The intersection of race and public health is one of the most pressing equity issues in our society today, according to students from the Dalla Lana School of Public Health (DLSPH), who recently held their annual public health student-led conference on the topic. The conference, titled ‘Racial Justice Matters: Advocating for Racial Health Equity,’ was held last weekend, and focused on race as a social determinant of health, and one whose penetrating reach into our social and public health spheres has resulted in stark racial inequities.
Attracting around 200 delegates from a variety of institutions and disciplines, Racial Justice Matters discussed not only some of the root causes of racism, but also how they have systemically affected the health outcomes of racialized peoples. The scope of the conference content was broad, with topics ranging from the consequences of racism to potential evidence-based solutions. The conference included significant discussion on indigenous peoples, immigrant communities, and refugees.
The inception of the Racial Justice Matters theme for this year’s DLSPH conference stems from the release of several reports such as the Truth and Reconciliation Commission of Canada: Calls To Action Report, and the “Racialization and the Health Inequities in Toronto” report by Toronto Public Health. The co-chairs, a team of four masters of public health students, believe that “racism and racial health inequities are a hidden and serious concern with detrimental consequences for all people in Canada.”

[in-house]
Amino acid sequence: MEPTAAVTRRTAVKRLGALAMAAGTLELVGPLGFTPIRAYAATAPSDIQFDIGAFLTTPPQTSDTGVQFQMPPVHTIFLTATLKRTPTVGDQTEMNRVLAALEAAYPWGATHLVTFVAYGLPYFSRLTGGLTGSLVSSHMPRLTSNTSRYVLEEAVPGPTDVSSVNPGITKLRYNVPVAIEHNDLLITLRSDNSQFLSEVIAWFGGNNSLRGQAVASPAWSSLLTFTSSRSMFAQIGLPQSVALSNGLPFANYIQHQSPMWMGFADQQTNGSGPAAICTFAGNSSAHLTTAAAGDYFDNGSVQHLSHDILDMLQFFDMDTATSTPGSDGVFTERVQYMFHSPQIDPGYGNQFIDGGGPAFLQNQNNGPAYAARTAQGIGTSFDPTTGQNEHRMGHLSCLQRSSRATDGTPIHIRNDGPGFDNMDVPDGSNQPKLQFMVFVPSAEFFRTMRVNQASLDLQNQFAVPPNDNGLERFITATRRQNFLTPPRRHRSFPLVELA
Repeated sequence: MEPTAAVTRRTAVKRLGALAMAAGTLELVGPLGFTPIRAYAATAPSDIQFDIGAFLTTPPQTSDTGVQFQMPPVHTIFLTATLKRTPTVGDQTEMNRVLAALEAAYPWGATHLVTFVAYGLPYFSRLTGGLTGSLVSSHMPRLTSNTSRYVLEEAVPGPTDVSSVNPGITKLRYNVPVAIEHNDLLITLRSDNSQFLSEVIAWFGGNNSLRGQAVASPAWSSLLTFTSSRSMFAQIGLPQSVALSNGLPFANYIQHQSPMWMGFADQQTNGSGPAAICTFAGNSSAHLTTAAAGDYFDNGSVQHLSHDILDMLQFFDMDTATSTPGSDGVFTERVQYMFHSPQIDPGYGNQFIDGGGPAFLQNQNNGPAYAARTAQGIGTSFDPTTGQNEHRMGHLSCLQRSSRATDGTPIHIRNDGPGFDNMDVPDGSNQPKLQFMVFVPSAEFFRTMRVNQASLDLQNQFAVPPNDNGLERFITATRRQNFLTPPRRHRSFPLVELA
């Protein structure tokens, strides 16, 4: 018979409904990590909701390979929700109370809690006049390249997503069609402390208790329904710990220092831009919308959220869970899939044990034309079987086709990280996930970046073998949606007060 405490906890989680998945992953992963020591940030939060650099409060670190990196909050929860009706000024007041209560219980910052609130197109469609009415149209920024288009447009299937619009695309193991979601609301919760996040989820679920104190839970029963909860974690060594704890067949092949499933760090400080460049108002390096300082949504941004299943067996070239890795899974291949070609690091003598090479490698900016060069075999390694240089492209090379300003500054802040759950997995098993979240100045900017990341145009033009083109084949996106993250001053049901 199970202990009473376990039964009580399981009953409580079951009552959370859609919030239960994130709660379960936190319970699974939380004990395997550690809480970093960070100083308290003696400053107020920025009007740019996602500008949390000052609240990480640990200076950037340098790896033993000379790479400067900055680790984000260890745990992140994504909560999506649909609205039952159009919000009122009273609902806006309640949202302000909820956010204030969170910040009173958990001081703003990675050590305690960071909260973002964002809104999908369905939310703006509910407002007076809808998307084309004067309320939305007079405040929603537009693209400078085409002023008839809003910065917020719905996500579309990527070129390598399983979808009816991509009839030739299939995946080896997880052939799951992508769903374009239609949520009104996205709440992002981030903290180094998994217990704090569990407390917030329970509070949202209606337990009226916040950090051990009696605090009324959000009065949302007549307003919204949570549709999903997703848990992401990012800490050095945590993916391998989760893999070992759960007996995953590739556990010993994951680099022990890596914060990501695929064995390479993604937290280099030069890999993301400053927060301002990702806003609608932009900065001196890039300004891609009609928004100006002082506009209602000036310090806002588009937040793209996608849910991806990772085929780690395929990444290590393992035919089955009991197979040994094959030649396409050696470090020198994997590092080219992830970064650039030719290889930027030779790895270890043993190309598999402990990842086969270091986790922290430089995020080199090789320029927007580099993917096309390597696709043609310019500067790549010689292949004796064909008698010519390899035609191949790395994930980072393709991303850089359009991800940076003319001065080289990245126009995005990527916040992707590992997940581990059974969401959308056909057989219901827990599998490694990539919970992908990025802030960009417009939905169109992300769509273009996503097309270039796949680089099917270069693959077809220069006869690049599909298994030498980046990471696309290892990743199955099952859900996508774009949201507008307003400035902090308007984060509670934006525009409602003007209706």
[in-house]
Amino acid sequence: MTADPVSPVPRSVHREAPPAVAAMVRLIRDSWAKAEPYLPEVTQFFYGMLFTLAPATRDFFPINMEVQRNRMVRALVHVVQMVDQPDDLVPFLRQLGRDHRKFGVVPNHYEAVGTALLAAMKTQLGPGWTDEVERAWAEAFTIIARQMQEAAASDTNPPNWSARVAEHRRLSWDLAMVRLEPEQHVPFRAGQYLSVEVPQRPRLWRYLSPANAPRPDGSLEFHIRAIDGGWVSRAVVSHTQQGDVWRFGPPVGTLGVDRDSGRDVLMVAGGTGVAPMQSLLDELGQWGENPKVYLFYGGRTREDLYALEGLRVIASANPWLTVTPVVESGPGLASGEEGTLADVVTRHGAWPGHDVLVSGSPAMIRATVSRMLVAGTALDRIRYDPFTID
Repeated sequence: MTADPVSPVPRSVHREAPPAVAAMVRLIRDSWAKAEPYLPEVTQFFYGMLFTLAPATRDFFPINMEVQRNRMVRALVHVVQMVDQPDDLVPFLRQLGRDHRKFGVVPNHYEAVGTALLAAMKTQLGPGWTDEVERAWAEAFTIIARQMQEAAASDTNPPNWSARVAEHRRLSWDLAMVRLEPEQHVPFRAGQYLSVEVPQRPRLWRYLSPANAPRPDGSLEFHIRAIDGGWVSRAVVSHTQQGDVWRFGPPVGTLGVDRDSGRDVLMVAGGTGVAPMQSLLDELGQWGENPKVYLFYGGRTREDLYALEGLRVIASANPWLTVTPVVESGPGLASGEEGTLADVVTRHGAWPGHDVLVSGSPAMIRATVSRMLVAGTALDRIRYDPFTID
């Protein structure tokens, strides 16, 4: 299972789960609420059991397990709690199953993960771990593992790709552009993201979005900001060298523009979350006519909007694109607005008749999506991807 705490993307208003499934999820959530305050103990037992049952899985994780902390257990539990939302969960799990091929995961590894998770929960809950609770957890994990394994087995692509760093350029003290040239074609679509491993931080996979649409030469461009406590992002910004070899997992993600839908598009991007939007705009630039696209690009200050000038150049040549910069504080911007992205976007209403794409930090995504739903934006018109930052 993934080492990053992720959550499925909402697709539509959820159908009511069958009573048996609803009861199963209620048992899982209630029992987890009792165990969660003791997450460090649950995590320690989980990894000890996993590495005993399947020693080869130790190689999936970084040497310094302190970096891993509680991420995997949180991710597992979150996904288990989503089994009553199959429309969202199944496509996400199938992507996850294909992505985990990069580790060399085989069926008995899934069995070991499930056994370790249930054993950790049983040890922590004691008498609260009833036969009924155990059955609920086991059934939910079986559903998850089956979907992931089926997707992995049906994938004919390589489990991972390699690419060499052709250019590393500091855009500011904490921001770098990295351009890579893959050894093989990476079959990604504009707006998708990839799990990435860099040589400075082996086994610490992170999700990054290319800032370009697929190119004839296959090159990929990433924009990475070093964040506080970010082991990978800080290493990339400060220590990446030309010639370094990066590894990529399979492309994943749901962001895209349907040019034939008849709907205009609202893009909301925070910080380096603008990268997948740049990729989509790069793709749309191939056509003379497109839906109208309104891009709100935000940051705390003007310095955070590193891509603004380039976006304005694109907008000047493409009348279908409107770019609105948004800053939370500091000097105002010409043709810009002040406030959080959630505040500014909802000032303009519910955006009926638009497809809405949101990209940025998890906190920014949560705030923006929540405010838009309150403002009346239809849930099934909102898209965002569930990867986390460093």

The conference featured dialogue about some distinctively Canadian case studies and topics, such as food security for Aboriginal communities and refugee healthcare. I was lucky enough to attend some compelling breakout sessions. One comprehensive concurrent session was led by Dr. Meb Rashid, the co-founder of the Canadian Doctors for Refugee Care, who talked about the myriad issues facing newcomers to Canada and the the affects of healthcare cuts for refugees.
Another session shifted the discussion of racial justice to geography: Dr. David Roberts examined various case studies — colonial Bombay, Vancouver’s Chinatown, Hurricane Katrina, and Toronto’s “Priority Neighbourhoods” — to understand how “built form” creates vulnerable populations within a city, and the historical context that has led to such neglected spaces.
Other breakout sessions brought together various community stakeholders, such as the Black Experience Project, No One is Illegal, and the Alliance for South Asian AIDS Prevention, to discuss issues like racialized health in the digital age and institutional racism.
Based on three pillars — critical research, internal reform, and public advocacy — the conference engaged public health researchers through a ‘Research and Practice Showcase.’ Some delegates also had the opportunity to participate in “action-oriented” workshops at the Toronto-based Wellesley Institute, focusing on research and policy-based solutions to population health issues as related to racial health inequities.
The conference ended with a plenary session focused on “serving the diverse ethnocultural communities” of both Toronto and Canada. Speakers Baldev Mutta from the Punjabi Community Health Services in the Peel Region, and Marvelous Muchenje from Women’s Health in Women’s Hands, gave their perspectives on the importance of local community health services, addressing public health issues that intersect with race.
The Racial Justice Matters conference engaged the broader Toronto community on just how important race is as a factor in shaping the health outcomes of certain communities. The unique multicultural fabric of Canadian society demands a very different and adaptive approach towards an equitable public health system, and it is one that necessitates in-depth research and effective policy action rooted in respect and understanding.